Spoiler alert: Sixteen pages into Focus: The Hidden Driver of Excellence (Harper, 2013), Daniel Goleman’s noted book on attention, there’s a pop quiz. It’s only three questions long, and each answer can be found in the preceding pages. If you’ve been paying attention, it’s a breeze.
Or it should be.
My score: 0 for 3 . . . two times over. The irony of failing the same quiz twice because my mind wandered while reading a book about focus is not lost on me.
According to Goleman, my experience is not at all uncommon. Or particularly surprising.
“A reader’s mind typically wanders anywhere from 20 to 40 percent of the time while perusing a text,” he writes. “Even when our minds are not wandering, if the text turns to gibberish — like We must make some circus for the money, instead of We must make some money for the circus — about 30 percent of the time readers continue reading along for a significant stretch (an average of 17 words) before catching it.”
I’ll admit, it took me a moment to process the difference between his examples: circus for the money versus money for the circus.
If nothing else, Focus is a humbling experience for those of us whose concentration is stretched thin by an onslaught of phone calls, text messages, emails, and our cats.
Which is basically all of us.
Goleman, PhD, is a psychologist and a former science reporter for the New York Times. Twice nominated for the Pulitzer Prize, he received the American Psychological Association’s Lifetime Achievement Award for his media writing.
Goleman also wrote the popular books Emotional Intelligence and Social Intelligence, among others.
In his early writings, he advanced the concept that noncognitive skills can matter as much as IQ for workplace success and for leadership effectiveness.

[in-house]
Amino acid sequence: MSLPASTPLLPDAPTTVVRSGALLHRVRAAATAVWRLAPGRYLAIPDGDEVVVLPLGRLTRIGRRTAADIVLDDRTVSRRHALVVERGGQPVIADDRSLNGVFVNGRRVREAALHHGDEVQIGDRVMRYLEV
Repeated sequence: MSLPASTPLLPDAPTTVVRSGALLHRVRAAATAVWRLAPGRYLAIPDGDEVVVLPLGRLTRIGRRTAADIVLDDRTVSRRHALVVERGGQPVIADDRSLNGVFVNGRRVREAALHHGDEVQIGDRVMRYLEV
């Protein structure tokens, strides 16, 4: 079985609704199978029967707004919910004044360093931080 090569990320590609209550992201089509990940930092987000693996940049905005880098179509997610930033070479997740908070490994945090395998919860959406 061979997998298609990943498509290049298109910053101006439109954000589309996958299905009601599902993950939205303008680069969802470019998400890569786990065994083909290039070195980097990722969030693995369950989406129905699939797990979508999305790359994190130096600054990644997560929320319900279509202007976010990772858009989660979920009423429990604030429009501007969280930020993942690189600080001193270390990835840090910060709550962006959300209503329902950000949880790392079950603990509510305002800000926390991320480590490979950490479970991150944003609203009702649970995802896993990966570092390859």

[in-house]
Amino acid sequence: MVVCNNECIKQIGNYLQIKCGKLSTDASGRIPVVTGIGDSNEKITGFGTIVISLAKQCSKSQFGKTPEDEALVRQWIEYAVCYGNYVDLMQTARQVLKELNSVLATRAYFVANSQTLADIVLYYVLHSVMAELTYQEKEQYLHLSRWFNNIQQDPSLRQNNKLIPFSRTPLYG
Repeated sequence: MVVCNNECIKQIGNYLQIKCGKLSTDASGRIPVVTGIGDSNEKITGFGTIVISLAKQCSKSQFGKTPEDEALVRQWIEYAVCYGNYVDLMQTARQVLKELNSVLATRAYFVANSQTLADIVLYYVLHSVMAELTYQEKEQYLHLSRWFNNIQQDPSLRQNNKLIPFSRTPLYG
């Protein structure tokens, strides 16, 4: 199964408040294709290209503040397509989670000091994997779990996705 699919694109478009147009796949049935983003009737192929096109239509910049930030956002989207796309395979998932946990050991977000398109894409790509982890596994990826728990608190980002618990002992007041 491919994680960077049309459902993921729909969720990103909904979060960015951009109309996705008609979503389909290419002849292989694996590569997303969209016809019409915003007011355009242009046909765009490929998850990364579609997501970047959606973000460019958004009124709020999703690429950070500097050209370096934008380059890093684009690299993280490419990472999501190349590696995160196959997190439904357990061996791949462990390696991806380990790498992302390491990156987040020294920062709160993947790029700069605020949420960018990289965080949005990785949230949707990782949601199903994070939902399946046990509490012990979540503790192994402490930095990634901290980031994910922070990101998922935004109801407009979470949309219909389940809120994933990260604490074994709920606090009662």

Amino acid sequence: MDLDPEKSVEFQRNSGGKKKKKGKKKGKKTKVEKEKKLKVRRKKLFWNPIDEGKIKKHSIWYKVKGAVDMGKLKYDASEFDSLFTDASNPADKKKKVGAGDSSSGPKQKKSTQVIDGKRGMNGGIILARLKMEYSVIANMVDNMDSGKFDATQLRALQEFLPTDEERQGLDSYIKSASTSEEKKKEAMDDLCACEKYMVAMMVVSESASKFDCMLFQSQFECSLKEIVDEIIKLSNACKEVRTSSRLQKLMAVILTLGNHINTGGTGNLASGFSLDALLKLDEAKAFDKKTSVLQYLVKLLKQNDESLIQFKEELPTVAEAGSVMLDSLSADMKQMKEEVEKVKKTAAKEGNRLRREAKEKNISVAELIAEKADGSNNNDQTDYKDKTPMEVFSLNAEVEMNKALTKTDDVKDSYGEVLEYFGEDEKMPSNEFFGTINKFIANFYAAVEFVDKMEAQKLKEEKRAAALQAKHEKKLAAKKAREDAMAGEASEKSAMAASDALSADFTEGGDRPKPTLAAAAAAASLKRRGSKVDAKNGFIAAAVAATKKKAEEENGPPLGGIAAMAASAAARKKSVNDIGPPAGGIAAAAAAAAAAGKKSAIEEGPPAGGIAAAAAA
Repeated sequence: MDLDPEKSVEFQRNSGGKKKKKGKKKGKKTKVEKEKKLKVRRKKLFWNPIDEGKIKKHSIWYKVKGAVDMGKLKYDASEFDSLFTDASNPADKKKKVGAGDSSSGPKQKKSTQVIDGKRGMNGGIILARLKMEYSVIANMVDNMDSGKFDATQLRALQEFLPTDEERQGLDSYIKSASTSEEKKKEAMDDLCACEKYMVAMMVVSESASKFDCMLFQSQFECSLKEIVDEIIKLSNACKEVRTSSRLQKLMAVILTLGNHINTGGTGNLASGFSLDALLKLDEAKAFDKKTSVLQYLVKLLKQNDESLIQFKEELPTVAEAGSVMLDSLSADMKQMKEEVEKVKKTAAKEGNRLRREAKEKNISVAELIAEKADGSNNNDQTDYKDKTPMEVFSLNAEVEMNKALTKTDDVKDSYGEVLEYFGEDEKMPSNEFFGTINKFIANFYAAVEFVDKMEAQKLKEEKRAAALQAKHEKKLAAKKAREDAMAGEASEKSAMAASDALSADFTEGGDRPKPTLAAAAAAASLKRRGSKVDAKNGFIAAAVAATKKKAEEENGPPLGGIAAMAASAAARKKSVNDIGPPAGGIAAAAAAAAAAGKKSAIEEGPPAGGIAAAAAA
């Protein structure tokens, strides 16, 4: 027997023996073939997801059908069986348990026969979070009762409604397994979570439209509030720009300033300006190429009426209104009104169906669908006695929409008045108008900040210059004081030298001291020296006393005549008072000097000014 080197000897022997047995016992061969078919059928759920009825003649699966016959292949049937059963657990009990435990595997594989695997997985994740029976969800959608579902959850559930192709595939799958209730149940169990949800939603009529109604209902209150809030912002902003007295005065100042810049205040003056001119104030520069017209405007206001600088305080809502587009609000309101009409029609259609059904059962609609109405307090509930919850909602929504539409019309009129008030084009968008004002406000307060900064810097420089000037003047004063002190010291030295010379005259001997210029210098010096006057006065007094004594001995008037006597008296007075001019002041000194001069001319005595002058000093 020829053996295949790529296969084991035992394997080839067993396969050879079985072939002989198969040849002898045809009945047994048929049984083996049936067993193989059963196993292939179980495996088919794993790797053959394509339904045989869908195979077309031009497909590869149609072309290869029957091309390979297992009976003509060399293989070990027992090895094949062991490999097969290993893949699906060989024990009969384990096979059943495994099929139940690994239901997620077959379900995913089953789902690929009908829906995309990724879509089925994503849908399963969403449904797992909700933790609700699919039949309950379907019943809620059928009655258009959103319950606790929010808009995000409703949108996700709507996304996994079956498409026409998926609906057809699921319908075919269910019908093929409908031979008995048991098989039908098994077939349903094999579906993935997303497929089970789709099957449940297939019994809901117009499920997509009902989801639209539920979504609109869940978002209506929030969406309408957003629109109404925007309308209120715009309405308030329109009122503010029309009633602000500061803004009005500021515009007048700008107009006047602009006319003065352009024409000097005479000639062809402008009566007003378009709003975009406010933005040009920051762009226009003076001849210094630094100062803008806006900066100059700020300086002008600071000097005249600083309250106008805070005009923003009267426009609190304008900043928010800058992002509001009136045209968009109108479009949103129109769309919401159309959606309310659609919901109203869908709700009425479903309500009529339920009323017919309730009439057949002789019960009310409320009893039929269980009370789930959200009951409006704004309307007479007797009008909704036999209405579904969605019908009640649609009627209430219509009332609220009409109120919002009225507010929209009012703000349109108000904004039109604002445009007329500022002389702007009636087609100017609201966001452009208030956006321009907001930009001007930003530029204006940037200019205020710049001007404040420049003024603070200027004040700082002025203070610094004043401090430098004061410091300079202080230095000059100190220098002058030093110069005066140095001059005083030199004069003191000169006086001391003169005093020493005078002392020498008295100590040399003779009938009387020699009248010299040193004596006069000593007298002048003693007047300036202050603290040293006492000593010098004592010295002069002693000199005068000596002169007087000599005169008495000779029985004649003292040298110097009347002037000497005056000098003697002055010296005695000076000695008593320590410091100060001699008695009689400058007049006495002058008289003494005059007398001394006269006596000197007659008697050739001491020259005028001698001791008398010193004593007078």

Now, in Focus, Goleman digs into the science of attention and what makes it so vital.
“Attention is a little-noticed and underrated mental asset,” he writes. “Our very nimbleness in life depends on this subtle faculty.”
It contributes to comprehension, memory, learning, and interacting with others, as well as self-awareness and empathy.
Attention, he argues, can make or break personal relationships and careers. It can mean the difference between a strong leader and one who flounders. The ability to maintain focus is what separates the average and mediocre from the stars among us.
There are three types of focus, Goleman explains:
- Inner focus speaks to one’s internal world, including intuition, values, and decision making.
- Other focus describes our connections to others.
- Outer focus relates to the outside world and the broader context of one’s life.
“A well-lived life demands we be nimble in each,” he writes. “The good news [is] attention works much like a muscle — use it poorly and it can wither; work it well and it grows.”
According to Goleman, it’s possible to strengthen the circuitry of the brain’s executive center, the area of the prefrontal cortex located just behind the forehead — a brain region that, among various responsibilities, manages tasks and priorities.
Goleman lauds meditation and mindfulness as useful techniques to tone up neural circuitry made flabby by a barrage of distractions and multitasking efforts.
Mindfulness — a state of open and active attention to the present moment — boosts the brain’s attention network, the neural circuitry that allows the mind to disengage focus from one thing and attach it to something else.
Mindfulness training also improves what Goleman terms “selective attention,” the ability to focus without being distracted. “This is the essence of cognitive control,” he writes.
What does mindfulness training look like? Goleman suggests a simple practice: Bring your attention to your breath and then notice as your mind quickly wanders off. Awareness, a cornerstone of mindfulness, is a crucial step in correcting focus.
The goal, however, is not to develop a hyper-focused mind. Just as being scatterbrained can be problematic, there is a downside to being overly attentive.
Half our thoughts are daydreams, says Goleman, and these wandering thoughts are sources of creativity and self-reflection. They also offer the mind a break from attention-heavy tasks.
When our view of the world, of ourselves, and of a task becomes too narrow, he notes, we develop tunnel vision. This aspect of attention is a hindrance, not a help.
What we can hope to develop, Goleman argues, is control over our attention — practiced awareness of our wandering thoughts and the skill to rein them in so we can direct our focus as we please.